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#207932 - 12/09/12 08:10 PM Fluorescent Lighting calculations  
Obsaleet  Offline
Member
Joined: Apr 2003
Posts: 362
Pa
I must be getting old!! I connot seem to remember how to find the wattage of a fluorescent fixture. 2 f40's with a magnetic ballast? I think .51 for the ballast.


Ob


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#207939 - 12/10/12 12:08 AM Re: Fluorescent Lighting calculations [Re: Obsaleet]  
sparkyinak  Online Content
Member
Joined: Jul 2007
Posts: 1,313
Alaska
It is based on tha ballast rating. If the fixture info is in front of me, I go to manufacters website and find a similar ballast and pad my numbers to be on the safe side


"Live Awesome!" - Kevin Carosa

#207941 - 12/10/12 04:01 AM Re: Fluorescent Lighting calculations [Re: Obsaleet]  
gfretwell  Online Content


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Joined: Jul 2004
Posts: 9,057
Estero,Fl,usa
I think there is some safety margin built into that "40w".
When I put my clamp on a shop lite fixture with to F40CWs in it I actually get less than 80w, ballast and all.

Someone point out it might just be the meter is not handling the wave form properly tho.


Greg Fretwell

#207942 - 12/10/12 05:10 AM Re: Fluorescent Lighting calculations [Re: gfretwell]  
sparkyinak  Online Content
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Joined: Jul 2007
Posts: 1,313
Alaska
According to the GE Lighting Institute, the watt rating of the bulbs has nothing to do with the draw of the fixture. Hence, use the ballast rating

Last edited by sparkyinak; 12/10/12 05:11 AM.

"Live Awesome!" - Kevin Carosa

#207992 - 12/16/12 03:15 PM Re: Fluorescent Lighting calculations [Re: Obsaleet]  
Obsaleet  Offline
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Joined: Apr 2003
Posts: 362
Pa
This is why I am confused. I thought that you add the ballast to the lamps and thats your total. Then I googled just to see and found so many different ways and none ended with the same result.


Choose your customers, don't let them choose you.

#207993 - 12/16/12 04:40 PM Re: Fluorescent Lighting calculations [Re: Obsaleet]  
HTSR77  Offline
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Joined: Dec 2012
Posts: 2
Washington
I agree with SparkinAK. When determining the size of the connected load or branch circuit for lighting, the ballast input in watts is used.


#207998 - 12/17/12 12:33 AM Re: Fluorescent Lighting calculations [Re: Obsaleet]  
HotLine1  Online Content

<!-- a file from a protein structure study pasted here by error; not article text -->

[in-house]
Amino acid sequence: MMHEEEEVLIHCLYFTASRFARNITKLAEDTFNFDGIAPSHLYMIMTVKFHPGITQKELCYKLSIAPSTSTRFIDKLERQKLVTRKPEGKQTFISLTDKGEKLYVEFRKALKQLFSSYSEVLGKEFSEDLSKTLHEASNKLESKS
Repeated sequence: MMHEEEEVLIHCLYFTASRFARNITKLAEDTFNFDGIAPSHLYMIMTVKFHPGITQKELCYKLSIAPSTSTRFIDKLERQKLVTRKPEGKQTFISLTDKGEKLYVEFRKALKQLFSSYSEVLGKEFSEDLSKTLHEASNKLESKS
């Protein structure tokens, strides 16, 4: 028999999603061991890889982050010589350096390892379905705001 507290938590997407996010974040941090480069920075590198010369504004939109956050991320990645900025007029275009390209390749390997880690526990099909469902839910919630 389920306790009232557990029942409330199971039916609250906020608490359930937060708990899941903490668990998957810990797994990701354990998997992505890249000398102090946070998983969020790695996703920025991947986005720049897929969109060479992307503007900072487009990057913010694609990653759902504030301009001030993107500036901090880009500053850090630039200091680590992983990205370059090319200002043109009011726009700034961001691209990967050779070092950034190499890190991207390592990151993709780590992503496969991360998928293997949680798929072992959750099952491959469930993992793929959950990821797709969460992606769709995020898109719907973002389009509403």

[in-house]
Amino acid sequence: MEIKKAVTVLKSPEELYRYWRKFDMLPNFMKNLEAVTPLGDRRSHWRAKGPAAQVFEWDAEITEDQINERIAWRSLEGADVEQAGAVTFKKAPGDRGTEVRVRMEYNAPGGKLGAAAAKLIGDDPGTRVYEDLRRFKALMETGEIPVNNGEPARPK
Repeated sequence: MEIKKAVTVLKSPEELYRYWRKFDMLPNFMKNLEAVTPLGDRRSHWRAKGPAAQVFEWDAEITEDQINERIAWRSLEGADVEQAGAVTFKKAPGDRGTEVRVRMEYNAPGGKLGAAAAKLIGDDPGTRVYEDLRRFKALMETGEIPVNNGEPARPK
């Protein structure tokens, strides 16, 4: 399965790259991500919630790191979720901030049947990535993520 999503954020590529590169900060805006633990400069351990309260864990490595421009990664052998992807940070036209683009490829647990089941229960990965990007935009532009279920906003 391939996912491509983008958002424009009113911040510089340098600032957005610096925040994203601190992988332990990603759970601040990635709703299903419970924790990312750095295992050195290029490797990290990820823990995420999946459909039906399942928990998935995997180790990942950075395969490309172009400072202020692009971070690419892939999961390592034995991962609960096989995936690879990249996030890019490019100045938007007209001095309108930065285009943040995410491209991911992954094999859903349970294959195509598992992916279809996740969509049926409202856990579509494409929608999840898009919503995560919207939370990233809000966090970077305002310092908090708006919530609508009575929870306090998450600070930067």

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Joined: Apr 2002
Posts: 6,799
Brick, NJ USA
Ballast data is used for actual lighting connected load calcs. Using the bulb wattage (2x40, 4x32,) can be used for a 'ballpark' figurre, which will be higher most of the time, than actual.

The same applies for HID lighting, use ballast data, not bulb wattage.


John

#208000 - 12/17/12 07:17 AM Re: Fluorescent Lighting calculations [Re: HotLine1]  
frenchelectrican  Offline
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Joined: Feb 2003
Posts: 939
Wi/ Paris France { France for ...
Normally I use the ballast data to sized the circuit and I don't bother to read the lamp wattage but useally resvered for ballpark figures plus add about 20% or so so you should land right on the spot.

Merci,
Marc


Pas de problme,il marche n'est-ce pas?"(No problem, it works doesn't it?)


#208108 - 12/27/12 06:33 AM Re: Fluorescent Lighting calculations [Re: Obsaleet]  
Scott35  Offline

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Joined: Oct 2000
Posts: 2,707
Anaheim, CA. USA
I agree with the previously posts - use the Ballast Data.

BTW, A Magnetic Rapid Start Ballast Load for Driving (2) F40T12 Lamps would be:

Line Input - 120 VAC:
Line Amperes = 0.69A
ANSI Watts = 82W
Average Ballast Factor = 0.84
BEF (Eff. Factor) = 1.02

Line Input - 277 VAC:
Line Amperes = 0.33A
ANSI Watts = 90W
Average Ballast Factor = 0.87
BEF (Eff. Factor) = 1.04

BTW, these figures are for F40T12 Lamps driven with the Cathodes being constantly Heated - AKA Rapid Start / Hot Cathode Operation.
Values will be lower for Instant Start Ballasting.
For Programmed Start Ballasting, the initial or Maximum Values will be similar.

Lamps will almost always draw less Wattage than they are rated at - especially when operated in extremely Cold or Warm environments.

--Scott (EE)


Scott " 35 " Thompson
Just Say NO To Green Eggs And Ham!


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